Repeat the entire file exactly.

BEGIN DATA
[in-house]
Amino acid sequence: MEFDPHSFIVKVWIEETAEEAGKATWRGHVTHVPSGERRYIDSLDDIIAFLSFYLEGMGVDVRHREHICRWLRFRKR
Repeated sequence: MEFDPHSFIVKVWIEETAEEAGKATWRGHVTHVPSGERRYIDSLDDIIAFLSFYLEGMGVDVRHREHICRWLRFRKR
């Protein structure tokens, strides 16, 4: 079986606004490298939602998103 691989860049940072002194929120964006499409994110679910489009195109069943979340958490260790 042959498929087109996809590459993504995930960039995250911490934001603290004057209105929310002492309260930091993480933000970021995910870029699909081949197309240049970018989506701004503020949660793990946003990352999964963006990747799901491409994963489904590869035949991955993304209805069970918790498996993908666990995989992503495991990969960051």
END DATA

[in-house]
Amino acid sequence: MEFDPHSFIVKVWIEETAEEAGKATWRGHVTHVPSGERRYIDSLDDIIAFLSFYLEGMGVDVRHREHICRWLRFRKR
Repeated sequence: MEFDPHSFIVKVWIEETAEEAGKATWRGHVTHVPSGERRYIDSLDDIIAFLSFYLEGMGVDVRHREHICRWLRFRKR
């Protein structure tokens, strides 16, 4: 079986606004490298939602998103 691989860049940072002194929120964006499409994110679910489009195109069943979340958490260790 042959498929087109996809590459993504995930960039995250911490934001603290004057209105929310002492309260930091993480933000970021995910870029699909081949197309240049970018989506701004503020949660793990946003990352999964963006990747799901491409994963489904590869035949991955993304209805069970918790498996993908666990995989992503495991990969960051």